As for Iraq, you have to wonder just how dire the circumstances are there. I'm very happy with Obama's questions to Gen. Petraeus. It really reflected how I've been feeling lately about Iraq. We should have went in with an idea of what success in Iraq was. Instead, the terms of success were never clearly stated to the general public going into Iraq, and any measure of success that we could see (WMDs, Saddam, Iraq freedom...) were always replaced with something else. The only thing we can hope for now is relative success... and we may be closing in on a point where our continued presence only hinders the chances for that relative success.
I have to wonder... is our involvement persisting in Iraq because our president views the avenues for relative success in Iraq as failure? Any time that someone mentioned a plan to get out of Iraq, it was denounced as "cut and run.". The next president might have a much easier time dealing with Iraq than we think if it turns out that the only reason we are still there is that they think leaving will be seen as weak. I think we've got to decide where our priorities are. The men that President Bush was supposed to be after with the War on Terror, Bin Laden and his fellow terrorist leaders, are still out there. No amount of fighting in Iraq will change that. At this point, our priorities are either here or there. The sooner we can focus our attention on the home front, the better it is for everyone.
"From my point of view, there is little chance that the next President will have much success in solving these problems, largely because they are far too complex to resolve and well beyond the control of any person or any country.
I think this is true largely because I do not think that the problems were created by any one administration or country. It is of course all too common in modern politics for one side to blame the other for the bad things or to try and take credit for the good, and often it works."
My main problem with this is its misleading nature. Sometimes there is unwarranted blame placed on the predecessor. This isn't one of those cases. If we can't look back at the Bush Presidency and see how he exacerbated all of the above issues, both domestic and foreign, then we must be blind. We know who is to blame for Iraq, because it was unprompted. We invaded them for no substantial reason and, even if there was reason to invade, it certainly didn't have to happen like this. But that is a big IF.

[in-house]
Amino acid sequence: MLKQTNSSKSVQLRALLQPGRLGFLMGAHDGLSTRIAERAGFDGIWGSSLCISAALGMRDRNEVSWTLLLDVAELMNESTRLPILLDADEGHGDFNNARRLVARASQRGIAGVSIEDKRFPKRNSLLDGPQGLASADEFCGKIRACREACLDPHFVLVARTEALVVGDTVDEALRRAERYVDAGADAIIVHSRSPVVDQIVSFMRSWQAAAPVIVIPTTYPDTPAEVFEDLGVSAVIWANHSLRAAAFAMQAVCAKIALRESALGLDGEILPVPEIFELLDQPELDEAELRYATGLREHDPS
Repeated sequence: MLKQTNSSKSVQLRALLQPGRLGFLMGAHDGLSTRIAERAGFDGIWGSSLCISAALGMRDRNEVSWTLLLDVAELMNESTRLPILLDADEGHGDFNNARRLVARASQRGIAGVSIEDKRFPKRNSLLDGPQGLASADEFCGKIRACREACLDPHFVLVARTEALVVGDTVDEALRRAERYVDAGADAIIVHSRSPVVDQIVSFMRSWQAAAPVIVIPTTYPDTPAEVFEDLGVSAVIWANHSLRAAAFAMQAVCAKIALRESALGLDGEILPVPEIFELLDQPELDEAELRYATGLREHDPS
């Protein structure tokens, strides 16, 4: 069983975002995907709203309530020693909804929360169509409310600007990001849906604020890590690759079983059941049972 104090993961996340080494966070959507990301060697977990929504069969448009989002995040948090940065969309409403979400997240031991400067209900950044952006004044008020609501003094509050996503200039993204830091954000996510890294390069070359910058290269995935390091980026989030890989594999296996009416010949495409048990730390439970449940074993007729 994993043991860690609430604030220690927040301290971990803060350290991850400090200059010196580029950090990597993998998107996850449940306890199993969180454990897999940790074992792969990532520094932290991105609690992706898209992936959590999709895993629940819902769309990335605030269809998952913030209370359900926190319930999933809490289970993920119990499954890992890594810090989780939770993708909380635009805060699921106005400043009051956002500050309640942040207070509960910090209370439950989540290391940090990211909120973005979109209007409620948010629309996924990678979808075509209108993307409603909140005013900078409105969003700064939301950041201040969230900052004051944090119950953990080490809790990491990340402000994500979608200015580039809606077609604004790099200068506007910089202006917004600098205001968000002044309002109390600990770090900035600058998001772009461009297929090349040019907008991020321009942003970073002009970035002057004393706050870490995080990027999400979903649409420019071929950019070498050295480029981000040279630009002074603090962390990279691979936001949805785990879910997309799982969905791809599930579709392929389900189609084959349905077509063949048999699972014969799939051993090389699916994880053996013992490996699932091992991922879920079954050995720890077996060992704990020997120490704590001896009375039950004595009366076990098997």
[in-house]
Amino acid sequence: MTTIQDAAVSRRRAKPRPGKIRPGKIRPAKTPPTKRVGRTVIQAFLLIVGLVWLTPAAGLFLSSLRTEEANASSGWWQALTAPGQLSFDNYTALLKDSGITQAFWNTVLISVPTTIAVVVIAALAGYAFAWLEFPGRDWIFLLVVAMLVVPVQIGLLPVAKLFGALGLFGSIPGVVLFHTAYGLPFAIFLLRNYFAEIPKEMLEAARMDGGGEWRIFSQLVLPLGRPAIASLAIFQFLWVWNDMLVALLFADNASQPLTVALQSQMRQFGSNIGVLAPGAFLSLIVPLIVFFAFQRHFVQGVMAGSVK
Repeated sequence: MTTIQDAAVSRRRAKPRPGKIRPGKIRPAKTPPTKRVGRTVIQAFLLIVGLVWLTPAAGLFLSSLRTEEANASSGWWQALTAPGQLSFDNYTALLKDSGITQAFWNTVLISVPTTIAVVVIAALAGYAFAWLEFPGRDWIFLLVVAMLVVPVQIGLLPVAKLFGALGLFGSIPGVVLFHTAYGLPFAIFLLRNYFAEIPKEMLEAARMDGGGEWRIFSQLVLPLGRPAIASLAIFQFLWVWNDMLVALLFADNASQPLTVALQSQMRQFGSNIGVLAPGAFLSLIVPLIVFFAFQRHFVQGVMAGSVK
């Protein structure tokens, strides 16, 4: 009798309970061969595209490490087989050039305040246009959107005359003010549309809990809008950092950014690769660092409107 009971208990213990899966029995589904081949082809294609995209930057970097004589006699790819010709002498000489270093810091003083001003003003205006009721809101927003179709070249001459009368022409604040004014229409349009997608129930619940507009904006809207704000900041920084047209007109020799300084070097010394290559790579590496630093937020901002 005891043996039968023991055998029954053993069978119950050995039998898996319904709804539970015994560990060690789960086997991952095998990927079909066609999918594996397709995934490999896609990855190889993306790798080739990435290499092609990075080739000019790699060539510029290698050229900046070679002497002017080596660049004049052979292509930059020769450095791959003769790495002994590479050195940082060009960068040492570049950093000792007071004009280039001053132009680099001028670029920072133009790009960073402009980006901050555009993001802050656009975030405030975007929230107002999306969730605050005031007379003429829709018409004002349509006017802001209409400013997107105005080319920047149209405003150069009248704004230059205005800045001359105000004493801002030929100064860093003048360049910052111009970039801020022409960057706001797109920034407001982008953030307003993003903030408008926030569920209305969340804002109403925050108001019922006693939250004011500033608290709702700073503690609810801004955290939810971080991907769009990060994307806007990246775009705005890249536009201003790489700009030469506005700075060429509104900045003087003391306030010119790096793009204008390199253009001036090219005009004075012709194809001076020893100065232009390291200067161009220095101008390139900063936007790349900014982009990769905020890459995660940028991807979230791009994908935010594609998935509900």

Without getting out of Iraq, I don't see the next President being able to turn the other issues around either. That is why not being there should be the highest priority.
He goes on to say....
"History has shown us that when one party gets too much power it is a very bad thing for the country. We can see this in many parts of the country today where one party has been in complete control and the result is corruption and stagnation.
Many people were concerned when Bush and the GOP held the White House and Congress, but even then the numbers in Congress were close enough for the Democrats to provide something of a check.
Imagine how bad things could be with no check at all, such as occurred during periods under FDR or LBJ. The results then were abuses of power that make the Bush period look mild (for those who wonder, I used these two Democratic examples because the GOP has not recently had those kinds of super majorities)."
I find it VERY odd that suddenly FDR and LBJ are the subject of so much ire. FDR is undenibly one the the best presidents we've ever had. This is why he consistently ranks with Presidents like Washington, Lincoln, and Jefferson. LBJ's biggest flub was not domestic, but foreign. I took a pretty good look at the effects of the Great Society programs, and I can honestly say that they were not ineffective. They worked, but not as good as Johnson predicted. These programs were long term solutions that could not get the focus they deserved because of the Vietnam war and were dismantled and/or cut before the long term effects were realized. LBJ's opposition brilliantly latched on to the perceived weakness with the War on Poverty and his actual weakness as a "war president", and tore it and him apart.
Oddly enough, it was Nixon who supported Universal Health Care and implemented SSI. In the end, all of these presidents did less harm to the US economy than Reagan, whose spending and economic changes allowed for a presidency like GWB's to occur.